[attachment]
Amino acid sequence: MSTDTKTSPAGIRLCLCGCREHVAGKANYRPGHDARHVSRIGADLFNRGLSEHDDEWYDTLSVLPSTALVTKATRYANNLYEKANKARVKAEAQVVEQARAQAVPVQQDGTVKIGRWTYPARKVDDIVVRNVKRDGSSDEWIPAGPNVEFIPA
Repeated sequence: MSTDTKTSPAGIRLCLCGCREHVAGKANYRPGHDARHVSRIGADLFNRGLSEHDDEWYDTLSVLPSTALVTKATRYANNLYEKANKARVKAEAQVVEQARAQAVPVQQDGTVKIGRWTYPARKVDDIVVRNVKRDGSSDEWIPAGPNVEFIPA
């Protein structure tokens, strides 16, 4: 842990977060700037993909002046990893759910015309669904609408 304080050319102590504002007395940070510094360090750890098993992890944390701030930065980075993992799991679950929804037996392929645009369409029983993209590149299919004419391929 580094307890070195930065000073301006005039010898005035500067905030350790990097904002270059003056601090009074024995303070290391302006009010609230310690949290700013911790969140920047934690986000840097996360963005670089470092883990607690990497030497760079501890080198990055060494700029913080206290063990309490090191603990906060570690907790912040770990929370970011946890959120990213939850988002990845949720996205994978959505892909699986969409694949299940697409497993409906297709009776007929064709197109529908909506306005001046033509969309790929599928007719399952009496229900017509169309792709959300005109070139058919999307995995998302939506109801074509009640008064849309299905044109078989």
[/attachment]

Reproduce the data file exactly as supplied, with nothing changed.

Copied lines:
Amino acid sequence: MSTDTKTSPAGIRLCLCGCREHVAGKANYRPGHDARHVSRIGADLFNRGLSEHDDEWYDTLSVLPSTALVTKATRYANNLYEKANKARVKAEAQVVEQARAQAVPVQQDGTVKIGRWTYPARKVDDIVVRNVKRDGSSDEWIPAGPNVEFIPA
Repeated sequence: MSTDTKTSPAGIRLCLCGCREHVAGKANYRPGHDARHVSRIGADLFNRGLSEHDDEWYDTLSVLPSTALVTKATRYANNLYEKANKARVKAEAQVVEQARAQAVPVQQDGTVKIGRWTYPARKVDDIVVRNVKRDGSSDEWIPAGPNVEFIPA
């Protein structure tokens, strides 16, 4: 842990977060700037993909002046990893759910015309669904609408 304080050319102590504002007395940070510094360090750890098993992890944390701030930065980075993992799991679950929804037996392929645009369409029983993209590149299919004419391929 580094307890070195930065000073301006005039010898005035500067905030350790990097904002270059003056601090009074024995303070290391302006009010609230310690949290700013911790969140920047934690986000840097996360963005670089470092883990607690990497030497760079501890080198990055060494700029913080206290063990309490090191603990906060570690907790912040770990929370970011946890959120990213939850988002990845949720996205994978959505892909699986969409694949299940697409497993409906297709009776007929064709197109529908909506306005001046033509969309790929599928007719399952009496229900017509169309792709959300005109070139058919999307995995998302939506109801074509009640008064849309299905044109078989």